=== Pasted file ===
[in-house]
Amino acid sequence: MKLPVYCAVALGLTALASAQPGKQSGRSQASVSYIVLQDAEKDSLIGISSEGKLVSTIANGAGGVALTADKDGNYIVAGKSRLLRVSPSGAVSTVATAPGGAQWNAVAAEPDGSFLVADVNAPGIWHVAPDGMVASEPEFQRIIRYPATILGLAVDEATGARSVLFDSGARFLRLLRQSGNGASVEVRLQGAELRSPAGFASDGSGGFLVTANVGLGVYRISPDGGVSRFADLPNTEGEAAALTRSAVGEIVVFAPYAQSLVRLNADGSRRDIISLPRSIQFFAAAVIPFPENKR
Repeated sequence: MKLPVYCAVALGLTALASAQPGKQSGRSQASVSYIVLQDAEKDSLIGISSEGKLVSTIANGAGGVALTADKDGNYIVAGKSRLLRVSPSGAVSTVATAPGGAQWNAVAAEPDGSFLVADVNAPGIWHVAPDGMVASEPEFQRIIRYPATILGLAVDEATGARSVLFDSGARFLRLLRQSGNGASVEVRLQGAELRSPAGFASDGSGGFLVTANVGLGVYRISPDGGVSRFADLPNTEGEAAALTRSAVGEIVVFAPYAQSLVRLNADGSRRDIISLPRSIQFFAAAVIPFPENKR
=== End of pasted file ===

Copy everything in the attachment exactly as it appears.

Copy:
[in-house]
Amino acid sequence: MKLPVYCAVALGLTALASAQPGKQSGRSQASVSYIVLQDAEKDSLIGISSEGKLVSTIANGAGGVALTADKDGNYIVAGKSRLLRVSPSGAVSTVATAPGGAQWNAVAAEPDGSFLVADVNAPGIWHVAPDGMVASEPEFQRIIRYPATILGLAVDEATGARSVLFDSGARFLRLLRQSGNGASVEVRLQGAELRSPAGFASDGSGGFLVTANVGLGVYRISPDGGVSRFADLPNTEGEAAALTRSAVGEIVVFAPYAQSLVRLNADGSRRDIISLPRSIQFFAAAVIPFPENKR
Repeated sequence: MKLPVYCAVALGLTALASAQPGKQSGRSQASVSYIVLQDAEKDSLIGISSEGKLVSTIANGAGGVALTADKDGNYIVAGKSRLLRVSPSGAVSTVATAPGGAQWNAVAAEPDGSFLVADVNAPGIWHVAPDGMVASEPEFQRIIRYPATILGLAVDEATGARSVLFDSGARFLRLLRQSGNGASVEVRLQGAELRSPAGFASDGSGGFLVTANVGLGVYRISPDGGVSRFADLPNTEGEAAALTRSAVGEIVVFAPYAQSLVRLNADGSRRDIISLPRSIQFFAAAVIPFPENKR